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Courier Article by Carol Cariens
Sunday, August 8, 2010

Old Literary Friends, Too, Face First Day of School

Ah, 'tis August and you know what that means—school bells will be ringing soon. (Some, by the way, have already pealed!) Take heart, kids, even some of our favorite picture book characters are headed back to readin','ritin', and 'rithmetic, too. Let's take a peek and see what's happening in their classrooms.

Twenty-five years ago Laura Joffe Numeroff struck publishing gold with a mouse that had a penchant for cookies. Since then she and artist Felicia Bond have penned and inked numerous other titles in the "If You…" series. From mice and cookies to moose and muffins to pigs and pancakes and cats and cupcakes, these comical adventures have been guaranteed kid-pleasers. Now get ready for "If You Take a Mouse to School". Don't miss the "mousical" antics as our denim-clad hero wrecks havoc in the classroom. Great educational experience? Ummm, no. Laugh-a-minute? You bet. (This book is also available in Spanish. Ask for "Si Llevas Un Ratón a La Escuela").

Even that most literal-minded of all storybook characters, Amelia Bedelia, once went to school. With thanks to Herman Parish, nephew of the original author Peggy Parish, Amelia Bedelia has re-surfaced starring in a new series of stories about her childhood. And yes, she's just as exasperating but just as lovable. In "Amelia Bedelia's First Day of School" Amelia confounds her teacher and classmates alike. Here's just a few of her mix-ups. Amelia thinks she has no need for a gym teacher because, after all, her name is not "Jim". When touring the school library, Miss Edwards suggested to her young charges, "I want to see your little noses in the books!" And of course, Amelia accommodates by putting her little nose IN a book. Ouch. During arts and crafts silly Miss Edwards suggested that the over-exuberant Amelia glue herself "to your seat." Ever mindful of her manners, Amelia Bedelia did what she was told. She glued herself to her chair. Lynne Avril's gouache and black pencil illustrations show us just how much fun school can be if Amelia Bedelia is one of your classmates.

Going to school for the first time can be unsettling not only for children but for their parents and caregivers, too. To help allay those fears Audrey Penn wrote "The Kissing Hand", a tale that finds Chester Raccoon fearful of leaving home to attend school. Wise Mrs. Raccoon then "shares a family secret called the Kissing Hand" so that her little one will know her love is with him at all times. When Chester reciprocates with a return kiss, I challenge any adult reader to keep from sniffling. Ruth E. Harper and Nancy M. Leak lovingly illustrate the woodland critters while a foreword by Jean Kennedy Smith emphasizes the importance of this book in helping children cope with a difficult experience.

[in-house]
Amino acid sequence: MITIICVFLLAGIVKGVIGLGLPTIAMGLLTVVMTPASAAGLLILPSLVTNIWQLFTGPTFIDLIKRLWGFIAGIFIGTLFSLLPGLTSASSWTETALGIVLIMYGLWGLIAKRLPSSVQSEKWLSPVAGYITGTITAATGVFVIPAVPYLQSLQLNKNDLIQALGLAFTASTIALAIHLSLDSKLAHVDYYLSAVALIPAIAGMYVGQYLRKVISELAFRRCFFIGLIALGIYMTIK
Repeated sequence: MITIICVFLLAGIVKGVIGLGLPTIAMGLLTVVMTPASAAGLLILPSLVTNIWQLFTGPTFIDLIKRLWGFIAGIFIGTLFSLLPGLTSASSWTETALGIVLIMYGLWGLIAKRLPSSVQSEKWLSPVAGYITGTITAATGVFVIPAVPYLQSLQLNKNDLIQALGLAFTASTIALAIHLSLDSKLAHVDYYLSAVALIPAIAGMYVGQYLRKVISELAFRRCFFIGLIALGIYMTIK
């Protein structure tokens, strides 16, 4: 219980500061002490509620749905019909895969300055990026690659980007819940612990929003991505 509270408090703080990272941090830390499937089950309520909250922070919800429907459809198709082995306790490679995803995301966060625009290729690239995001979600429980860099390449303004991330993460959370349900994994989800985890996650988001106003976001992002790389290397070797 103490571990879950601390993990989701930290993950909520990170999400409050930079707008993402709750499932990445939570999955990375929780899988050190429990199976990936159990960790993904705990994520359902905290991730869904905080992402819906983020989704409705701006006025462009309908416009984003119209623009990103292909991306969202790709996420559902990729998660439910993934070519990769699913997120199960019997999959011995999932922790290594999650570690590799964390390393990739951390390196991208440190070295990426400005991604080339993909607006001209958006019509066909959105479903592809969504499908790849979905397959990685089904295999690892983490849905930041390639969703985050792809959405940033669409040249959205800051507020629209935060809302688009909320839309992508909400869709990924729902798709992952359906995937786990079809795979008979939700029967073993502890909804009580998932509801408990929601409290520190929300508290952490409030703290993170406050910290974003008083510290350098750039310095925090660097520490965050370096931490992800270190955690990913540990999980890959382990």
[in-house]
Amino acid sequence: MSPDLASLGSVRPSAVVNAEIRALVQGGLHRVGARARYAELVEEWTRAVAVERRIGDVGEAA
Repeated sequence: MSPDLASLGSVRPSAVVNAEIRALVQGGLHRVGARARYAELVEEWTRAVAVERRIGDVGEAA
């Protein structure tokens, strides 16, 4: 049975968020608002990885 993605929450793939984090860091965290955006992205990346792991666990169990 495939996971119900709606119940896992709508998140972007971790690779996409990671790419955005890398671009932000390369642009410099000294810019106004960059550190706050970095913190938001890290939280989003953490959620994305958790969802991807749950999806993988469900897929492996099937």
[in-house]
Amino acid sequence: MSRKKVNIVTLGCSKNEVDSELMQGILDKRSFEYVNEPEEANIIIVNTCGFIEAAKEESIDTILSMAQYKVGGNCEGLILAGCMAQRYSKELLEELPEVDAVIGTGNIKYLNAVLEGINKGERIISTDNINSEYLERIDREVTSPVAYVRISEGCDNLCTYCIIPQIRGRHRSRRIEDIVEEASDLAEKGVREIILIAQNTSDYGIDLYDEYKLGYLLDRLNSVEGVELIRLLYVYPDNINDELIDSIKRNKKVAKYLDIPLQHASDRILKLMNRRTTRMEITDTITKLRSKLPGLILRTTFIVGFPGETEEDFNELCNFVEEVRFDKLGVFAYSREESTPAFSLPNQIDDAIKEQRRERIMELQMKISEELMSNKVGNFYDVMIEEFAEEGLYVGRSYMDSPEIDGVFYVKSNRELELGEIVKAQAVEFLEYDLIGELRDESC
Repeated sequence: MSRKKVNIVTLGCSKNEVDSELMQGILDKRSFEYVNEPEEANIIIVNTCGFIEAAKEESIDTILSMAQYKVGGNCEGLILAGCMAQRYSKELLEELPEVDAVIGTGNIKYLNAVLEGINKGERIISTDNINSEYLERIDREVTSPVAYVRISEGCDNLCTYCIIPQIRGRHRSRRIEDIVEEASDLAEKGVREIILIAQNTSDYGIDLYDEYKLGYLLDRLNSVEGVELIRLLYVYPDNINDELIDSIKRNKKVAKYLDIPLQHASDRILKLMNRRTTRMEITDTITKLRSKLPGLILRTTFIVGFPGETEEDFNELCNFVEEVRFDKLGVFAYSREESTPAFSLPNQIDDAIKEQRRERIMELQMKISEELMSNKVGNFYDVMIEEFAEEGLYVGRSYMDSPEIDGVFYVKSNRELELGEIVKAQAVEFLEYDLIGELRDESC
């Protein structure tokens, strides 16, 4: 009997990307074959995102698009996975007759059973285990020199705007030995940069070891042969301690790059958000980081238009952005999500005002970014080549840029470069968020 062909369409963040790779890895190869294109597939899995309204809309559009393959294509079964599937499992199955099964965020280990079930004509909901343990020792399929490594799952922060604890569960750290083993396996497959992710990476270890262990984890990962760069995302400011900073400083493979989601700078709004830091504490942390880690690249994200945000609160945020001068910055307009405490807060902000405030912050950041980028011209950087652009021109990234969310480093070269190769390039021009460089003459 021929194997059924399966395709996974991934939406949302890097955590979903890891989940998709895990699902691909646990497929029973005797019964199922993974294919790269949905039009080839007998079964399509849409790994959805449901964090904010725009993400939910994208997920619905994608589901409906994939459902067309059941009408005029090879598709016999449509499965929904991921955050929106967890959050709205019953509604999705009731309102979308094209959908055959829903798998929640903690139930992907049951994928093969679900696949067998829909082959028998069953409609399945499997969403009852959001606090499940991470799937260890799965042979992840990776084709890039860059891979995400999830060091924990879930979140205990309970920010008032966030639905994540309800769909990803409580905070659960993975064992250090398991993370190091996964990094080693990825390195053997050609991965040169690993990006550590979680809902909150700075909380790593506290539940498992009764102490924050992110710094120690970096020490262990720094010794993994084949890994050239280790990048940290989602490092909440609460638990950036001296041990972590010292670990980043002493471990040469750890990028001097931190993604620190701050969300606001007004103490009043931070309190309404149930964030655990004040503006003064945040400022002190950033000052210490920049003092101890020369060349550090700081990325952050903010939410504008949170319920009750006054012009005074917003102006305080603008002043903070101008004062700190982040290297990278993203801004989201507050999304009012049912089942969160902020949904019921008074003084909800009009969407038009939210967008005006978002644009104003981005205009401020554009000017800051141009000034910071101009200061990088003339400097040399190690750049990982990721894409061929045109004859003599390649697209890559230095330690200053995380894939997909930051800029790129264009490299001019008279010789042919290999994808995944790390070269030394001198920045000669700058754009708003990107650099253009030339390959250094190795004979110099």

All of us have suffered through that inevitable "How I Spent My Summer Vacation" paper that teachers love to assign those first few days back in the classroom. Author/illustrator Mark Teague's homage to that essay is a comic delight. Our hero, Wallace Bleff had a rousing good time during summer break. Where did he go, you ask? A month at the seashore? No. A cabin in the woods? No. How about two weeks at Disney World? No. So where did Wallace Bleff spend his summer vacation? Visiting Aunt Fern out West, that's where. The problem is Wallace has quite an imagination and his vacation out West turned out to be a rootin'-tootin', ropin', ridin' blockbuster of a trip. Or so he says. To join the fun, grab a horse and hang on—it's a wild ride!

Everybody at some time or another has had the "First Day Jitters". You know what I mean—that first-day-of-school, don't-want-to-get-out-of-bed, or eat-my- breakfast-first day. THAT first day. In Julie Danneberg and Judy Love's lively picture book, Sarah Jane Hartwell has a bad case of the first day jitters. She's definitely not moving out of bed. In fact, she's a bedspread covered lump. She just knows she won't like her new school or the kids won't like her. Mr. Hartwell tries his best to cajole Sarah Jane but she's having none of it. Final ultimatum. "Sarah Jane Hartwell, I'm not playing this silly game one second longer. I'll see you downstairs in five minutes." Finally, dressed and ready with toast in hand, Sarah Jane lumbers out to the car and she and Mr. Hartwell begin the dreaded drive to THE NEW SCHOOL. Mrs. Burton, the principal, meets Sarah Jane at the curb and offers to show her to her classroom. Here it is: the moment of truth. The classroom. The new kids. The stares. And with that, Mrs. Burton announces, "Class, I would like you to meet...your new teacher, Mrs. Sarah Jane Hartwell." That's right, kids, even teachers get the first day jitters.